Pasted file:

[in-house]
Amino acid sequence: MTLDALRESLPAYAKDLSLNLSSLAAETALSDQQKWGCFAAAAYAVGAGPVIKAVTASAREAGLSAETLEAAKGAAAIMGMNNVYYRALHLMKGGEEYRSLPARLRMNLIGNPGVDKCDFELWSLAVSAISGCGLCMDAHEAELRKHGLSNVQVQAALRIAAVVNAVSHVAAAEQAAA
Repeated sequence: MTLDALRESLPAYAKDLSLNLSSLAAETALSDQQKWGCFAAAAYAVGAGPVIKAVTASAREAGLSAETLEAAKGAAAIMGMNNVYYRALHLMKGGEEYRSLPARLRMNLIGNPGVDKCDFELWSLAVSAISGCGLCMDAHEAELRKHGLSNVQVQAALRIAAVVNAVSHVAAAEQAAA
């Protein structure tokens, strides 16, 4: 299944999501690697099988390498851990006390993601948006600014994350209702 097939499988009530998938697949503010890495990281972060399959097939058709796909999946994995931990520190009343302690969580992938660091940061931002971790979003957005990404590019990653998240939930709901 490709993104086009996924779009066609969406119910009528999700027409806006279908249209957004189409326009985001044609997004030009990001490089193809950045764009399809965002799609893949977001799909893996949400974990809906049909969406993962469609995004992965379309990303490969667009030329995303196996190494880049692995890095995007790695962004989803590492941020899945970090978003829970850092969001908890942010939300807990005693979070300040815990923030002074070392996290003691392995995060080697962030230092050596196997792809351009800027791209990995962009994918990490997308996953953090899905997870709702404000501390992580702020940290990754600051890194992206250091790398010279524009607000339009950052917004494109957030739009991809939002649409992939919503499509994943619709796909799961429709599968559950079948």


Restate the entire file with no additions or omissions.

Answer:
[in-house]
Amino acid sequence: MTLDALRESLPAYAKDLSLNLSSLAAETALSDQQKWGCFAAAAYAVGAGPVIKAVTASAREAGLSAETLEAAKGAAAIMGMNNVYYRALHLMKGGEEYRSLPARLRMNLIGNPGVDKCDFELWSLAVSAISGCGLCMDAHEAELRKHGLSNVQVQAALRIAAVVNAVSHVAAAEQAAA
Repeated sequence: MTLDALRESLPAYAKDLSLNLSSLAAETALSDQQKWGCFAAAAYAVGAGPVIKAVTASAREAGLSAETLEAAKGAAAIMGMNNVYYRALHLMKGGEEYRSLPARLRMNLIGNPGVDKCDFELWSLAVSAISGCGLCMDAHEAELRKHGLSNVQVQAALRIAAVVNAVSHVAAAEQAAA
């Protein structure tokens, strides 16, 4: 299944999501690697099988390498851990006390993601948006600014994350209702 097939499988009530998938697949503010890495990281972060399959097939058709796909999946994995931990520190009343302690969580992938660091940061931002971790979003957005990404590019990653998240939930709901 490709993104086009996924779009066609969406119910009528999700027409806006279908249209957004189409326009985001044609997004030009990001490089193809950045764009399809965002799609893949977001799909893996949400974990809906049909969406993962469609995004992965379309990303490969667009030329995303196996190494880049692995890095995007790695962004989803590492941020899945970090978003829970850092969001908890942010939300807990005693979070300040815990923030002074070392996290003691392995995060080697962030230092050596196997792809351009800027791209990995962009994918990490997308996953953090899905997870709702404000501390992580702020940290990754600051890194992206250091790398010279524009607000339009950052917004494109957030739009991809939002649409992939919503499509994943619709796909799961429709599968559950079948």